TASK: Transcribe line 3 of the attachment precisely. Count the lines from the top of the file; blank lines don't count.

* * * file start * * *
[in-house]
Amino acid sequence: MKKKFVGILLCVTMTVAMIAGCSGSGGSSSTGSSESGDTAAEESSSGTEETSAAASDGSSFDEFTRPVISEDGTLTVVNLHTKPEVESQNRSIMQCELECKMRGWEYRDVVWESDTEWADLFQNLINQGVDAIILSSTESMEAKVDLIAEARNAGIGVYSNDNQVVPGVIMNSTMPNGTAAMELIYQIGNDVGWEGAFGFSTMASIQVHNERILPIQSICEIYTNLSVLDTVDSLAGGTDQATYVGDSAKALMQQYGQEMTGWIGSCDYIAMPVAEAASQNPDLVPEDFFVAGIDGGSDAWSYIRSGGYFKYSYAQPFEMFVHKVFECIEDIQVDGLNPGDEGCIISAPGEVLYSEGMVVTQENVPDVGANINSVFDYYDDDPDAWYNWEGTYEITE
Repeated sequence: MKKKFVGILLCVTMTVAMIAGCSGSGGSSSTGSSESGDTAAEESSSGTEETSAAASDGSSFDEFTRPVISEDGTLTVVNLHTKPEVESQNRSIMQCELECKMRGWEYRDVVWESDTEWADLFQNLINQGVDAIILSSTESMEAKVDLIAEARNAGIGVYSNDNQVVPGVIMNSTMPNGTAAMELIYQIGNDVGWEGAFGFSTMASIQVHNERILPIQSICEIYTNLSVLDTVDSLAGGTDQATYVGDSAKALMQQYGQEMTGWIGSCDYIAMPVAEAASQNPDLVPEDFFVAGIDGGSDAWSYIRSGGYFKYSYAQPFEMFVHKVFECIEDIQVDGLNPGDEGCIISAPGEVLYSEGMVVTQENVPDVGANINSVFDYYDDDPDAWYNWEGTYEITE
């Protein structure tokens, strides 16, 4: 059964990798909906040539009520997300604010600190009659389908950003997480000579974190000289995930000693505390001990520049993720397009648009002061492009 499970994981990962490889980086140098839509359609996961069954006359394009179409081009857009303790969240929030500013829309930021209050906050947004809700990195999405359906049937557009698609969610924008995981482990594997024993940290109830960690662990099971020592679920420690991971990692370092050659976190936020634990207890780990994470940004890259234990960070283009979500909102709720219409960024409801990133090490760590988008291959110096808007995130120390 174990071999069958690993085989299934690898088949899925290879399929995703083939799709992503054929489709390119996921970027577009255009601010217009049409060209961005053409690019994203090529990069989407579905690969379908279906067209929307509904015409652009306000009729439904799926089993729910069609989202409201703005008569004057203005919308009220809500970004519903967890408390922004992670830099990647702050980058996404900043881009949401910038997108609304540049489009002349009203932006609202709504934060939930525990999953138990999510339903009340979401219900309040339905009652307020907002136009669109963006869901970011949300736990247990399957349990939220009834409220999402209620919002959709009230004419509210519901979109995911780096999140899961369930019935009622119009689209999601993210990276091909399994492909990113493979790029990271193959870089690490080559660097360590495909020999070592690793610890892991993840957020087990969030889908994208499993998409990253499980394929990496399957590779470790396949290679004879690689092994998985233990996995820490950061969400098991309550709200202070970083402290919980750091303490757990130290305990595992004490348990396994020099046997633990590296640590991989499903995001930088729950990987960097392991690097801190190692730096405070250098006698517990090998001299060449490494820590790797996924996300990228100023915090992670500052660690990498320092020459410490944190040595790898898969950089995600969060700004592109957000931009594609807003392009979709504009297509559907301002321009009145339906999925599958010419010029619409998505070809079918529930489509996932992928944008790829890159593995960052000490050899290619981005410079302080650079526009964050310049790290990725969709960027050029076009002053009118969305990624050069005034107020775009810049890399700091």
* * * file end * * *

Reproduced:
Repeated sequence: MKKKFVGILLCVTMTVAMIAGCSGSGGSSSTGSSESGDTAAEESSSGTEETSAAASDGSSFDEFTRPVISEDGTLTVVNLHTKPEVESQNRSIMQCELECKMRGWEYRDVVWESDTEWADLFQNLINQGVDAIILSSTESMEAKVDLIAEARNAGIGVYSNDNQVVPGVIMNSTMPNGTAAMELIYQIGNDVGWEGAFGFSTMASIQVHNERILPIQSICEIYTNLSVLDTVDSLAGGTDQATYVGDSAKALMQQYGQEMTGWIGSCDYIAMPVAEAASQNPDLVPEDFFVAGIDGGSDAWSYIRSGGYFKYSYAQPFEMFVHKVFECIEDIQVDGLNPGDEGCIISAPGEVLYSEGMVVTQENVPDVGANINSVFDYYDDDPDAWYNWEGTYEITE